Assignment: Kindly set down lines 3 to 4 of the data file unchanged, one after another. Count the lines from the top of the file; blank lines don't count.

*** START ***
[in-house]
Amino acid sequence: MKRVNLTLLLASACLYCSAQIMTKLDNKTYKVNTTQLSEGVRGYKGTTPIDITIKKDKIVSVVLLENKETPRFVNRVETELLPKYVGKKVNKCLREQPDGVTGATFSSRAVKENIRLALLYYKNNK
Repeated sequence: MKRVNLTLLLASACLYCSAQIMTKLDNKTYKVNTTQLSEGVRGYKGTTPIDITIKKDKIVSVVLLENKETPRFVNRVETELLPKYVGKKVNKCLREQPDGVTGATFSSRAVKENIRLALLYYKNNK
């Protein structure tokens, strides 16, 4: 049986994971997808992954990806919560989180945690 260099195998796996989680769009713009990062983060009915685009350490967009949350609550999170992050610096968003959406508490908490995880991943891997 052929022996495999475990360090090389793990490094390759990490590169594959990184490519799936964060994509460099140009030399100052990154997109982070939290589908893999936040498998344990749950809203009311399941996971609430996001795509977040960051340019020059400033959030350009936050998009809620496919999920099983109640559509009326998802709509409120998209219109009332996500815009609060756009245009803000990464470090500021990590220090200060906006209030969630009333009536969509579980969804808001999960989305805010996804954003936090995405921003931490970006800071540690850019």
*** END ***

Repeated sequence: MKRVNLTLLLASACLYCSAQIMTKLDNKTYKVNTTQLSEGVRGYKGTTPIDITIKKDKIVSVVLLENKETPRFVNRVETELLPKYVGKKVNKCLREQPDGVTGATFSSRAVKENIRLALLYYKNNK
């Protein structure tokens, strides 16, 4: 049986994971997808992954990806919560989180945690 260099195998796996989680769009713009990062983060009915685009350490967009949350609550999170992050610096968003959406508490908490995880991943891997 052929022996495999475990360090090389793990490094390759990490590169594959990184490519799936964060994509460099140009030399100052990154997109982070939290589908893999936040498998344990749950809203009311399941996971609430996001795509977040960051340019020059400033959030350009936050998009809620496919999920099983109640559509009326998802709509409120998209219109009332996500815009609060756009245009803000990464470090500021990590220090200060906006209030969630009333009536969509579980969804808001999960989305805010996804954003936090995405921003931490970006800071540690850019």